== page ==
BBC News 50th anniversary - Political coverage
On Tuesday I had the pleasure of attending the last panel session held at BBC Television Centre to celebrate the 50th anniversary of BBC television news, an examination of how the news reporting of politics had changed over recent years. The panel was hosted by Jeremy Vine, and consisted of John Cole, John Sergeant and Andrew Marr, all at one time (or currently) BBC Political Editor.
The panel kicked off by showing the now infamous clip of John Sergeant discussing the Thatcher leadership challenge vote when mid-live-to-camera piece she emerged from the building behind him, telling lies that she would fight on when in fact she would resign. According to him Peter Sissons in his earpiece and 13 million viewers were shouting "She's behind You!". John said it was a very satisfying moment, as it made his career, and finished her's off. From his performance today he clearly is a potential successor to the late Peter Ustinov in the raconteur stakes.
On a more serious note they discussed the change that John Cole had bought to reporting on the BBC. He felt that he had bought the keener inquisitive political comment style from newspapers into television. John Sergeant felt that before John Cole the concept of balance and impartiality had been so ingrained that people at the BBC tended to report issues by saying "On the one hand the Conservatives are saying this. On the other hand Labour are saying the other. And the Liberals have said some stuff about it too. There you go". John Cole changed all that, and they used a clip to illustrate it. The report shown was from the Labour Party Conference in 1985 when Neil Kinnock made his stand against the militant tendency.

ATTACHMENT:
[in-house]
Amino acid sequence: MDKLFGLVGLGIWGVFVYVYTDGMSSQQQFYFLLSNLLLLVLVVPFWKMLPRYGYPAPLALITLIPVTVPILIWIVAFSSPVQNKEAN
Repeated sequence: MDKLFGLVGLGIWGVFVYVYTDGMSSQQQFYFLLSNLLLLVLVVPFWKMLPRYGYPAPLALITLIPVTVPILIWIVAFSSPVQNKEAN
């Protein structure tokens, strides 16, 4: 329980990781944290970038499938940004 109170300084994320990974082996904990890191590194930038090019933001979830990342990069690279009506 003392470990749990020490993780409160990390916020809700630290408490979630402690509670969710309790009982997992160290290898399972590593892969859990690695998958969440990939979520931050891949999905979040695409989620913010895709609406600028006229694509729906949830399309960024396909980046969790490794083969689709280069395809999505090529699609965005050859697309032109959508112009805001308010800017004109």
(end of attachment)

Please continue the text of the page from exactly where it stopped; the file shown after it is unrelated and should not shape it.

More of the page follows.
The package shown featured a long excerpt of Kinnock, followed by the clips of Eric Heffer walking out, and Derek Hatton shouting "liar". At the end it cut to John Cole who said that if Kinnock wins this battle it will change the face of British politics forever. This was a fundamental shift by the BBC from straight reportage to analysis (so naturally they used a clip where he turned out to be almost prophetic).
One thing that struck me very much was Andrew Marr's driven sense of purpose. Early on in the panel he stated that:
a lot of what I do is translating political speak into human speak
and later that
the way to get me off the telly is for them to get better
It was a theme he returned to again and again. He seemed to feel that our current crop of politicians have not done enough themselves to master the art of communicating to the-person-in-the-street via the dominant medium of the day, and therefore political correspondents had to fill the gap. One question from the floor asked if any of the panel would consider following Martin Bell into Parliament. Andrew Marr said he was "biologically" different from politicians.
But he also displayed an admiration of those who do go into politics, pointing out it isn't a good deal. He said most backbenchers get paid less than the people covering their activities, anything in your private life is fair game for journalists, you are mocked and jeered all the way to the top on the very slim chance you reach the top, and then if you finally get there and have something to say "that effing Andrew Marr bounces onto the screen" and tries to say it for you.